7. I know there must be cut backs but we also need to be mindful of the importance of the environment ( including bricks and mortar) on our services. This is particularly the case in education.

    To promote dignity and repsect we need pride, and the pride in our environment is important to us.

  8. Here’s a story from one of our local papers. The old Lib Dem Lynne supported schoolchildren in Haringey, for example, through the Fairer Funding campaign, but new Tory Lynne is part of the Government which is set to take £8.57m away from our primary schools.

    Primary school places in Haringey under threat
    9:29am Wednesday 7th July 2010

    FEARS are mounting that a £8.57 million budget cut earmarked for expansion of Haringey’s primary schools could throw the plans in jeopardy.

    As part of the coalition Government’s reigning in of public spending, Haringey will no longer receive funding that would have played a major role in plans to create more primary school places.

    Many of the borough’s schools are at maximum capacity and the population is still growing.

    Council leader Claire Kober has now written to education secretary Michael Gove, after two meetings to discuss the removal of funding were cancelled by Department of Education officials at the last minute.

    In her letter, Ms Kober wrote: “The decision, and inability to clarify, despite our repeated requests, is a barrier to the council’s prudent planning for primary school places in the borough.”

    She addded: “This is causing a significant amount of anxiety amongst our parents, teachers and governors – as projects we have developed to meet the demand are now at risk.”

    She closed the letter with a call for an urgent meeting between department and council officials to resolve the situation.

    Demand for reception places is projected to rise from 3,059 this year to 3,478 by 2020 – significantly outstripping the 3,131 places expected to be available by 2020 if no further capacity is created.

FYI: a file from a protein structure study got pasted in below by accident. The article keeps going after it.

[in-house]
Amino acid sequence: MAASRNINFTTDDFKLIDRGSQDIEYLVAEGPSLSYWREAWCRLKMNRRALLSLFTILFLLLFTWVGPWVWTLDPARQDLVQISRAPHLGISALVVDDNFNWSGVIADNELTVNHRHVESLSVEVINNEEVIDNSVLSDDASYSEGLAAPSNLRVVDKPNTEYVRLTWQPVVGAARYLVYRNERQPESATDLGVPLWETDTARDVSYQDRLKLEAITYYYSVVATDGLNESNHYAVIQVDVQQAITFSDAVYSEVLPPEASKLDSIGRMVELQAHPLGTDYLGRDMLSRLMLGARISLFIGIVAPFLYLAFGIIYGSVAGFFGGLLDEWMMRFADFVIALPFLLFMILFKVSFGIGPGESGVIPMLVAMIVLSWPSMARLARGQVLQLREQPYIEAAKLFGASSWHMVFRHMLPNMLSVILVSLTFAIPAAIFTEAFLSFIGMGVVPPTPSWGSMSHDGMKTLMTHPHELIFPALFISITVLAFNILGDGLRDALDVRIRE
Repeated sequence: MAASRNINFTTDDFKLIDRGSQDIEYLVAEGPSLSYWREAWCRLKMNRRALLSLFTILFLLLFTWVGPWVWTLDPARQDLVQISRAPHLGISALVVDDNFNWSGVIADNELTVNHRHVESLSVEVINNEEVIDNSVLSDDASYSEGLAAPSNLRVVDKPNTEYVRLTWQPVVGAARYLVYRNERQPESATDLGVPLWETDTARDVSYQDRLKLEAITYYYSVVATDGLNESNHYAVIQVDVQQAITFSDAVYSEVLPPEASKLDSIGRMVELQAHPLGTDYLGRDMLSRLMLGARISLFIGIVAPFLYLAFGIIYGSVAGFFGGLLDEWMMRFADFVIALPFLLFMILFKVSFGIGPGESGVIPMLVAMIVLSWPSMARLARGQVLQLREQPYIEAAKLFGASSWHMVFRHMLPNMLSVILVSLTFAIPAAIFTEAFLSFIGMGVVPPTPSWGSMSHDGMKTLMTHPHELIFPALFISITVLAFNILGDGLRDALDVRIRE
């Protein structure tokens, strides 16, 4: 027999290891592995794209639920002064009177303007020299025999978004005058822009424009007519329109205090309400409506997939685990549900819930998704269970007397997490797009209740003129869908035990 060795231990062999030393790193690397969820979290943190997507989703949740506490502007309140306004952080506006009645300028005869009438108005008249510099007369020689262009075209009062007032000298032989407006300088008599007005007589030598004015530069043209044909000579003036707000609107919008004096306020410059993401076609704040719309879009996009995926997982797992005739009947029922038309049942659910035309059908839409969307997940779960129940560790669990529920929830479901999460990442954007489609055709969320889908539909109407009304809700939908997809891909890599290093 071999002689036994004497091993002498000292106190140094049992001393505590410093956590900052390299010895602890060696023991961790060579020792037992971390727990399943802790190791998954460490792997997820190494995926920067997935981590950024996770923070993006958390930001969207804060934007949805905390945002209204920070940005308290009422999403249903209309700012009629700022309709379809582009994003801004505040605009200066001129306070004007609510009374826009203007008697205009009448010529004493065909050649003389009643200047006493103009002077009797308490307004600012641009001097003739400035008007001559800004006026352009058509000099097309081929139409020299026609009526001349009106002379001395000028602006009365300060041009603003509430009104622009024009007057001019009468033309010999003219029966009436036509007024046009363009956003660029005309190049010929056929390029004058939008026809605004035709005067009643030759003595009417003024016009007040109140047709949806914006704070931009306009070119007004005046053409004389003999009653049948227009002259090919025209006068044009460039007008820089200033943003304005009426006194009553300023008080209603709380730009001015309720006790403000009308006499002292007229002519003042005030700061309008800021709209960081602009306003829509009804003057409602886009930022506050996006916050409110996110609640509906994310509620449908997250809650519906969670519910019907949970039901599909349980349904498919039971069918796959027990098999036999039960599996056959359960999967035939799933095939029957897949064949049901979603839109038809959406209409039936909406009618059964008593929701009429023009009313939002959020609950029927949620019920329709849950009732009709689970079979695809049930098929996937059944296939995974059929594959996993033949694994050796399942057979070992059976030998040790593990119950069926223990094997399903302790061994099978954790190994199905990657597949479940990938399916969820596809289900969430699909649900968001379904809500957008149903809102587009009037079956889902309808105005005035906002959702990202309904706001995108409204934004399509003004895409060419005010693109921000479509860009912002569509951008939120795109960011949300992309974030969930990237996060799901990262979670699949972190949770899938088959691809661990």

9. yes lynne. when are you going to make a statement about the withdrawal of funds for the expansion plans for primary schools in haringey? You backed the expansion plans, so I assume you are going to campaign against the removal of the funding for the plans? Where are the reception classes going to be taught? Answers please.

  10. Remarkable how quiet Featherstone has been now her coallition government is pulling funding for local schools. Wonder how all the Lib Dems coming out to support her in the election feel now that their kids schools could be faced with portacabins in the playground. Time to talk about the hard stuff not just the fluffy politics she’s so fond of.

  11. The £8.75 million ‘taken away from primary schools in Haringey’ – was taken away by the Labour government before the election. I have been trying to help the local council get the money re-instated. So – attack me for what I have done – not something that was withdrawn by Labour.

    And the campaign for fair funding is about non-capital funding – ie teachers. For more than a decade Labour kept quiet about Labour’s underfunding of our schools – it was only when I started campaigning for fair funding having discovered the funding gap figures from a parliamentary question that Labour in Haringey suddenly joined in.

    I am willing to take the flack for things the coalition does – but the taking away of primary school building funding was Labour.

  12. Lynne, you say you are willing to ‘take the flack’ for the coalition. Why are you? Nick Clegg already looks like Pikey from Dad’s Army and the rest of you are falling behind him like ghastly extras from Central Casting. Don’t take the flack, go back to the issues you campaigned on – and the reason why people voted for you – and oppose the cuts that are going to hurt so many people.
    And yes, I agree with those who are calling for you to hold a public meeting so that you can explain yourself to your electorate and we can question you. Make sure you book a big hall.

  13. Yes it does look that way but I still think it’s important that call her to account. Promising one thing and delivering something entirely different is dishonest and will obviously be challenged by anyone who retains a moral compass. I think Lynne needs to convene a public meeting in her constituency and answer to us for her actions. My guess is Lynne will say she is out and about meeting people all the time, attending local events etc – but, just to be clear, I am looking for a political meeting. No singing, no dancing troupes, tea and biscuits not required – just a question and answer session, open to the public and focused on her and her actions.